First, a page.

Rosetta Stone is a scientist specializing in biogenetics who has made a major breakthrough in artificial biological engineering. Rosetta has created a type of Self-Replicating Automaton, which looks like a human being, but is in fact part machine and part living organism. In order to survive and reproduce, Rosetta discovers her SRAs need certain human genetic compounds that are found only in male semen. Hoping to kill two birds with one stone, Rosetta programs one of her SRAs, Ruby to seduce men Rosetta has found through a website offering paid "fantasy dates," which will provide both needed materials and ready cash.
Directed by: Lynn Hershman-Leeson
. Starring: Tilda Swinton
, Jeremy Davies
, James Urbaniak
, John O'Keefe
, Karen Black
, Al Nazemian
, S.U. Violet
, Josh Kornbluth
, Thomas Jay Ryan
, Howard Swain
, Diana Demar
, John Pirruccello
, Abigail Van Alyn
. Music by: Klaus Badelt
, Mark Tschanz
Teknolust is like someone wrote a terrible script for a sci-fi sex comedy and then handed it to someone with the sense of humor of a pine wood box. Since Lynn Hershman Leeson was both writer and director here, I can only conclude she has a split personality. One of them must be a talentless hack and the other a Trappist monk whose funny bone has been surgically replaced with a rod of boron.
Rosetta Stone (Tilda Swinton) is a research scientist. Yes, that's her name. No, neither she nor this story has a blessed thing to do with language or translation. Rosetta has created three copies of herself; dark-haired Ruby, blonde Olive and redheaded Marinne. Are they clones? Robots? Some sort of virtual constructs? Even if you haven't seen this film, your guess is still as good as mine. They're referred to as viruses in the movie, but this script also suggests computer viruses can infect human beings, so take that for what it's worth. Rosetta keeps her copies hidden away in color coordinated rooms, subjects them to old Hollywood movies as they sleep and communicates with them through her microwave. Yes, her microwave.
Rosetta doesn't appear to have anything for her copies to do, so they basically just lounge around until nightfall. That's when Ruby goes out to find food for the copies. What do they need to survive? Human sperm. Ruby goes out, picks up a random guy to have sex with and then brings the used condom home so she can use it to brew up some tea. Ruby also runs a website, called an "internet portal" in the film. It's not entirely clear what Ruby does on her site, but it's enough to make a fan of Sandy (Jeremy Davies), a loser who lives with his mom across the street from Rosetta and company.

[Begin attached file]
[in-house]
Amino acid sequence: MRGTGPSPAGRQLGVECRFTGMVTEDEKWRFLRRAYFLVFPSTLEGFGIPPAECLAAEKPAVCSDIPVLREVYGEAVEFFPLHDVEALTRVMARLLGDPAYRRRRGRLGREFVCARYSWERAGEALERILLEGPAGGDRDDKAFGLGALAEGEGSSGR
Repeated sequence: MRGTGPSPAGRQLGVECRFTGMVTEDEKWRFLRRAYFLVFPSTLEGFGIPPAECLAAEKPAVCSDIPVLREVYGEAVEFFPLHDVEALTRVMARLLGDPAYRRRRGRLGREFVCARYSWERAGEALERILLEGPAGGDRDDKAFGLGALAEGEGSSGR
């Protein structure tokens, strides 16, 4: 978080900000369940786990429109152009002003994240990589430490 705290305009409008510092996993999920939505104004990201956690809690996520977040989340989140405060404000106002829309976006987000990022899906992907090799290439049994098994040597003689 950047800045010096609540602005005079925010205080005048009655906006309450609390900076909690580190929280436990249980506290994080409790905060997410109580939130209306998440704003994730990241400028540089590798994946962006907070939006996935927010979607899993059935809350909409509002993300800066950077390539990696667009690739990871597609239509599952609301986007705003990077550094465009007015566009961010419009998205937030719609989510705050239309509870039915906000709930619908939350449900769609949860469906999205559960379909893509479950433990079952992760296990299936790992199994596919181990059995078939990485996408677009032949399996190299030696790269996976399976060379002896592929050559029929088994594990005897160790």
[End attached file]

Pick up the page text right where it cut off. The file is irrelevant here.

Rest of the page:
The guys Ruby boinks start going impotent and sterile with red rashes between their eyes that turn into bar codes. That sparks an investigation by one of Rosetta's colleagues (John O'Keefe), an undefined federal agent named Hopper (James Urbaniak), and Hopper's even more undefined associate Dirty Dick (Karen Black). There's a whole bunch of floundering around where it's never all that clear what's happening with any of the characters, leading to what I can only assume is theoretically meant to be a happy ending for all involved.
Despite the nature of the story I just described, Teknolust has no nudity or sex scenes. There's also no real profanity or violence. The dialog stinks and the actors mostly appear to be engaged in some sort of competition to see who can look and sound most like a department store mannequin. There's some decent set design but when you notice that, you know you're watching an awful motion picture.
I could never tell the difference between when Teknolust was trying to be funny and when it was trying to be dramatic, which obviously means it failed at both. As best I can figure it, this film is an attempt at willful oddity, like one of those off, off, off Broadway plays where everybody's wearing galoshes and speaking Esperanto. This movie isn't really that odd, though. Even with the whole used condom tea thing, Teknolust is like some suburban housewife's tame concept of weird. It's the crazy ramblings of someone whose creativity was burned out by watching too many middle school plays.
Unless you're entertained by stuff like a character who whispers for no reason or another who constantly has a band-aid over a different part of his body, like Les Nessman from WKRP in Cincinatti, you should stay away from this movie. It's boring and gets more boring every time it pathetically tries to be interesting.
Review by MBunge from the Internet Movie Database.